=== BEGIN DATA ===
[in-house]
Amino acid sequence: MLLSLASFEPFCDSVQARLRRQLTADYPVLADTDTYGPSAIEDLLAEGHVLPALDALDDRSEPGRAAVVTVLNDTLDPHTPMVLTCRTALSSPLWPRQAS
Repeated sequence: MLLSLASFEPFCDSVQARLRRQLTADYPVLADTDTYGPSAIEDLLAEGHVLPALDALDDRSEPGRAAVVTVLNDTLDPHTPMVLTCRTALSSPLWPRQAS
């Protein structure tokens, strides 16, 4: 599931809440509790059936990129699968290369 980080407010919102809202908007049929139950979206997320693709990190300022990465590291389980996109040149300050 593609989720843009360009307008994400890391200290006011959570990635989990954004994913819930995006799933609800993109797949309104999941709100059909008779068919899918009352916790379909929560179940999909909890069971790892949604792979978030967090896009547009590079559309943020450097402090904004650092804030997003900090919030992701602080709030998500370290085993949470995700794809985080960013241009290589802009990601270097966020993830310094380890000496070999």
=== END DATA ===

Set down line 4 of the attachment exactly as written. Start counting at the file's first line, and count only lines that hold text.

């Protein structure tokens, strides 16, 4: 599931809440509790059936990129699968290369 980080407010919102809202908007049929139950979206997320693709990190300022990465590291389980996109040149300050 593609989720843009360009307008994400890391200290006011959570990635989990954004994913819930995006799933609800993109797949309104999941709100059909008779068919899918009352916790379909929560179940999909909890069971790892949604792979978030967090896009547009590079559309943020450097402090904004650092804030997003900090919030992701602080709030998500370290085993949470995700794809985080960013241009290589802009990601270097966020993830310094380890000496070999």